The economic activity generated by the lighting industry will have to fall significantly if we are at address climate change, a veteran environmentalist has declared.

Former Friends of the Earth chief Jonathan Porritt says we must accept a reduction of the historic proportion of GDP attributable to lighting and its associated energy requirements if we are to have an impact on greenhouse gas emissions.

Delivering the inaugural annual lecture of the Worshipful Company of Lightmongers, he said: ‘We need to find ways of delivering increasingly sophisticated lighting services to the whole of humankind…in ways that cause considerably less impact, which probably needs less total economic activity.

‘Lighting is responsible for anywhere between 16 and 18 per cent of total electricity consumption in the world today, depending on how you do the calculations. So this is an absolutely massive part of the challenge. And although it’s rarely spoken about in those terms, people are beginning to understand that if we are going to make a difference to this story, we have to make a difference on lighting.’

Referring to the barrage of criticism from campaigners over the UK Government’s decision to approve a third runway at Heathrow Airport in London, he pointed out that aviation is responsible for 2 and 4 per cent of total global greenhouse gas emissions.

‘It’s relatively small in fact. When you compare lighting to these other big sectors, you can begin to see why it is people are focusing suddenly on the need to get lighting right.

‘What we know is that if you back right back before electricity to when people were using whale oil and tallow and candles, the contribution of the lighting industry as a whole has remained astonishingly constant over hundreds of years. It always contributes around 1.7 per cent of total GDP in any one year.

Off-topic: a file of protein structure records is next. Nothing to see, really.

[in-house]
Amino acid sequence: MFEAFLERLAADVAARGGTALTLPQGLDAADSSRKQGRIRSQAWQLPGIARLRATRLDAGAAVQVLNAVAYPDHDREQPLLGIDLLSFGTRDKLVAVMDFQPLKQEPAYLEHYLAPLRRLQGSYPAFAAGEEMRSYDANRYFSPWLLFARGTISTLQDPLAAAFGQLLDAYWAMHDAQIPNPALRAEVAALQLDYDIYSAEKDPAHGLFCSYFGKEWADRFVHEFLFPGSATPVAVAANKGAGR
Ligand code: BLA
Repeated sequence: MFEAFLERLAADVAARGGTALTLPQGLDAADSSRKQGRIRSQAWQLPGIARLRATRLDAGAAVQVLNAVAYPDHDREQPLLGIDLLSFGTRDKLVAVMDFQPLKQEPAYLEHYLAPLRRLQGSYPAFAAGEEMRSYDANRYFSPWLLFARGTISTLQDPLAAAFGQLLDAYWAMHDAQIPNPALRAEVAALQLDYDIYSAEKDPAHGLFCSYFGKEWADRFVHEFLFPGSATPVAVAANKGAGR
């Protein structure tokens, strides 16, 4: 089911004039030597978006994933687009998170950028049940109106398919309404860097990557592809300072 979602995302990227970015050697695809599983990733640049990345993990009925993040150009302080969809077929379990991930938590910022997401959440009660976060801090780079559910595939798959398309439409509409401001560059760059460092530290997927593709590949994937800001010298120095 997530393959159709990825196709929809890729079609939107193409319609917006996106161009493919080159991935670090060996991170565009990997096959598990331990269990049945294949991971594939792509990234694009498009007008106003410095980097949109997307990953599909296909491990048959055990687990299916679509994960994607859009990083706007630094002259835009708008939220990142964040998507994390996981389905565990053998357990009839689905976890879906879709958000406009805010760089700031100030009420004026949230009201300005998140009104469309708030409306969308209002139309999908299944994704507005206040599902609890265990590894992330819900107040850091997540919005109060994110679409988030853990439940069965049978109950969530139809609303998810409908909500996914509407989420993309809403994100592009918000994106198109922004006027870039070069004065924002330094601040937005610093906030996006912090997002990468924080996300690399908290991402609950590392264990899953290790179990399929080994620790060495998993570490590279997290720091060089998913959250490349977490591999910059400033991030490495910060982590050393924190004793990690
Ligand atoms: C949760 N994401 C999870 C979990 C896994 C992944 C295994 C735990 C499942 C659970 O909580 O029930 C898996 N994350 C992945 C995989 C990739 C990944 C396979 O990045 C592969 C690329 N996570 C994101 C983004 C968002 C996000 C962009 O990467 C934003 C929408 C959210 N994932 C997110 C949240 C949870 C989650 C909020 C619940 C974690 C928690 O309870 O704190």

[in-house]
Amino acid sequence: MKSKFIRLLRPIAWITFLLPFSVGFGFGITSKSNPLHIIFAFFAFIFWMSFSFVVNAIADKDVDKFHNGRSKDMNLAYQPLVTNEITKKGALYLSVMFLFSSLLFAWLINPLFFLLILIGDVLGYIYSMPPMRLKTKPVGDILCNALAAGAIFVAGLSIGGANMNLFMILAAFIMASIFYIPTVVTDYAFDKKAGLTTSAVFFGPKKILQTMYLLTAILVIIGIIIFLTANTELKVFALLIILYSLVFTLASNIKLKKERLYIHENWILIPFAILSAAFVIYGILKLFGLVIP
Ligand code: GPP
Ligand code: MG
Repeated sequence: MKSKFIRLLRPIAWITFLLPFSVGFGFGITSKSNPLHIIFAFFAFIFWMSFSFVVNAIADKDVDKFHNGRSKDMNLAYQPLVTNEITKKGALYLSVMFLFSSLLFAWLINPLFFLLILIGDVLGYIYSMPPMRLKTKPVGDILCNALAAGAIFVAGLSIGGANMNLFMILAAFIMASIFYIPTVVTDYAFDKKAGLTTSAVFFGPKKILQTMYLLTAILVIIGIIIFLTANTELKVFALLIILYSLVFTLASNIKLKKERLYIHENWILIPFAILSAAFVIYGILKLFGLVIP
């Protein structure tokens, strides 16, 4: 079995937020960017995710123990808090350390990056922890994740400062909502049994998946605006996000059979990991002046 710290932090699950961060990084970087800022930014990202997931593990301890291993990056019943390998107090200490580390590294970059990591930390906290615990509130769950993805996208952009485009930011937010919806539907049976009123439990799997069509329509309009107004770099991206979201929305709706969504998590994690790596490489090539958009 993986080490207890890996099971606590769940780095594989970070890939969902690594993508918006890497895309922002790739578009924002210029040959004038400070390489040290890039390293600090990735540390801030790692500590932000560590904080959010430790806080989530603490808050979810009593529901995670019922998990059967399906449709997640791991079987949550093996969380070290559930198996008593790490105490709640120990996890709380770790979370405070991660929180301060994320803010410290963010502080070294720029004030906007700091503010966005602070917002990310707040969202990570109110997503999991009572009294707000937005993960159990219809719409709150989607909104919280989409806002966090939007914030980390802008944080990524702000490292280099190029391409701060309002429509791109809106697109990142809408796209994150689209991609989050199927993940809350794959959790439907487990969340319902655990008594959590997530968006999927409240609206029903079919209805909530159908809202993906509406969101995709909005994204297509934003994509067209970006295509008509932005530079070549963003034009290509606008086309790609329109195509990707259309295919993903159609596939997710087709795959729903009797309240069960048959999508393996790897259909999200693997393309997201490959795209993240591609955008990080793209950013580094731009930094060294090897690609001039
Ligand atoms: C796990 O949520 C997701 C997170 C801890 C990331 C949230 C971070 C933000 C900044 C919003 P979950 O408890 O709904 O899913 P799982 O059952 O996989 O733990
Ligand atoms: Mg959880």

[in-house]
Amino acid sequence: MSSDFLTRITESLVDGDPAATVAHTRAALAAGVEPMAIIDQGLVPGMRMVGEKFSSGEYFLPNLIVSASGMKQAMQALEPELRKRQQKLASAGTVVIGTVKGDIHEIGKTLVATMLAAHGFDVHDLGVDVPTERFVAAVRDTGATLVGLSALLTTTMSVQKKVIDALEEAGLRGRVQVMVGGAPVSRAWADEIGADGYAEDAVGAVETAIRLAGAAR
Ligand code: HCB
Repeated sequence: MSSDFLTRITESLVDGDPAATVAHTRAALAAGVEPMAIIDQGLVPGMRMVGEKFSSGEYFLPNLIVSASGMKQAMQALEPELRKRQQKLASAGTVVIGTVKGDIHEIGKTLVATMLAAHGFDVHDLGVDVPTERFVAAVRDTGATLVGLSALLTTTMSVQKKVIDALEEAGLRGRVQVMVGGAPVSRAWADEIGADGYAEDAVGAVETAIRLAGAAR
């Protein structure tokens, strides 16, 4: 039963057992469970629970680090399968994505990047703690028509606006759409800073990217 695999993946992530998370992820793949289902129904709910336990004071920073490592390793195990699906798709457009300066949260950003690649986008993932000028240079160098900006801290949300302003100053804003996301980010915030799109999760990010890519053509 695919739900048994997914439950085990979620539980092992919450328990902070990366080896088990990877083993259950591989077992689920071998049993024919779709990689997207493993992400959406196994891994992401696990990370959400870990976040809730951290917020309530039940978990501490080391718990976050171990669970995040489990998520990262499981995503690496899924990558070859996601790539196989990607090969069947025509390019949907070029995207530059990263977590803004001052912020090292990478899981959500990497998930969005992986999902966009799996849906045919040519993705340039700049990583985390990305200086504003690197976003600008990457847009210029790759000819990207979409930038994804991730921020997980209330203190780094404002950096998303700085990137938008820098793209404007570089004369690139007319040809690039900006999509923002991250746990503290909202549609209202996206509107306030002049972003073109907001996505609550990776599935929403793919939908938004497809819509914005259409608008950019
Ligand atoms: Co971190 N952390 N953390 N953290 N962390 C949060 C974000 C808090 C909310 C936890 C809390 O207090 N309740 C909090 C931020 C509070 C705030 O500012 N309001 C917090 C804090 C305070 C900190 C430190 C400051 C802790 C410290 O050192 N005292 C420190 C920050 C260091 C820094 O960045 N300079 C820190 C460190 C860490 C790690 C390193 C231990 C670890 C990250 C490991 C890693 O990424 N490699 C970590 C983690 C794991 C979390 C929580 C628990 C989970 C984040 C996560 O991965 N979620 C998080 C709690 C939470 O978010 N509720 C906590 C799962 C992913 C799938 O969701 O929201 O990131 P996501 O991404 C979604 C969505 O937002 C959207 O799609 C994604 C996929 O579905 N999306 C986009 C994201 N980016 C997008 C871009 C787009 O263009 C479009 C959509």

‘This rather amazing statistic was unearthed by Professor [Jeff] Tsao in the paper he wrote in 2010. And I quote: “New applications of increasingly efficient lighting technologies have consistently offset the energy efficiency gains from new lighting technologies almost exactly, leaving the portion proportion of global GDP attributable to lighting essentially unchanged for hundreds of years”.

‘So lighting’s always had this critical part in the economy of human societies at different points, at roughly 1.7 per cent of GDP.

’The problem is, we need to do something about that,’ he told a London audience of lighting executives. ‘I hope this isn’t going to upset people here but we kind of need to get that figure down. Because if we are to have a massive contribution from lighting to addressing this problem, we need to find ways of delivering increasingly sophisticated lighting services to the whole of humankind – not just the rich world – in ways that cause considerably less impact, which probably needs less total economic activity.’

However, he praised the lighting sector for its technological achievements, especially the development of the blue LED by Professor Shuji Nakamura and his team in the 1990s. Quoting the US Department of Energy, he said: ‘ “the widespread introduction of LEDs today will reduce electricity consumption by around 348 TWh by 2027, equal to the output of 44 large power plants, saving more that $30 billion at today’s power prices”. So you can see why this is going to have an impact on GDP. It takes $30 billion of economic activity out of the US economy, that translates through into the economic multipliers.

‘If the Indian government were to replicate the LED roll-out that it is currently undertaking in Pondicherry, it would reduce electricity demand by over 50 TWh and cut consumer bills by over $3 billion. These are just massive changes that are underway now.’

He also highlighted the president of Institute of Physics’ claim that the optimum use of LED lighting could reduce lighting’s share of the global electricity consumption in buildings from 19 per cent to 4 per cent. ‘That translates to the total electricity consumption of Europe.’

Original source: Luxreview  [link]